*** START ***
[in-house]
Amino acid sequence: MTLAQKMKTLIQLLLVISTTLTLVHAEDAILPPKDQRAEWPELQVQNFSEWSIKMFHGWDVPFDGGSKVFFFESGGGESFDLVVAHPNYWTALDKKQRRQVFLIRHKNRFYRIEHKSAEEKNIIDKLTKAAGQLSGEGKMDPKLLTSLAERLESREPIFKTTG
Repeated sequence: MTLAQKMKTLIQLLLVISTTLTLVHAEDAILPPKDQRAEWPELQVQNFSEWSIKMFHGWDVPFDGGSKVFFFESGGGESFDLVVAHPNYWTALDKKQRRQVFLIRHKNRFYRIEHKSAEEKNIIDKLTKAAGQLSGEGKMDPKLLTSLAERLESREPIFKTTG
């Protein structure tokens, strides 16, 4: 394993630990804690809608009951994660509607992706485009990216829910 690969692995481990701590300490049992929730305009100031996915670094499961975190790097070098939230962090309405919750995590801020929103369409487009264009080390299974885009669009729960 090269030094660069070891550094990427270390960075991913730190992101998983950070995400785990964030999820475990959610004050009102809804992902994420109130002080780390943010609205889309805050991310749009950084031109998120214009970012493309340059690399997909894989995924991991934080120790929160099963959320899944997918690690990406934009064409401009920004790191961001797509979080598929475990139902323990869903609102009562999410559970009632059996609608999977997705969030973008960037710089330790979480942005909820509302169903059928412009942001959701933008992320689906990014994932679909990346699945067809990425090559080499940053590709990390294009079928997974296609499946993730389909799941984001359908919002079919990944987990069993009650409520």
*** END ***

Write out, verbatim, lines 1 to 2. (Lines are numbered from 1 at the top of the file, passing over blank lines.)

[in-house]
Amino acid sequence: MTLAQKMKTLIQLLLVISTTLTLVHAEDAILPPKDQRAEWPELQVQNFSEWSIKMFHGWDVPFDGGSKVFFFESGGGESFDLVVAHPNYWTALDKKQRRQVFLIRHKNRFYRIEHKSAEEKNIIDKLTKAAGQLSGEGKMDPKLLTSLAERLESREPIFKTTG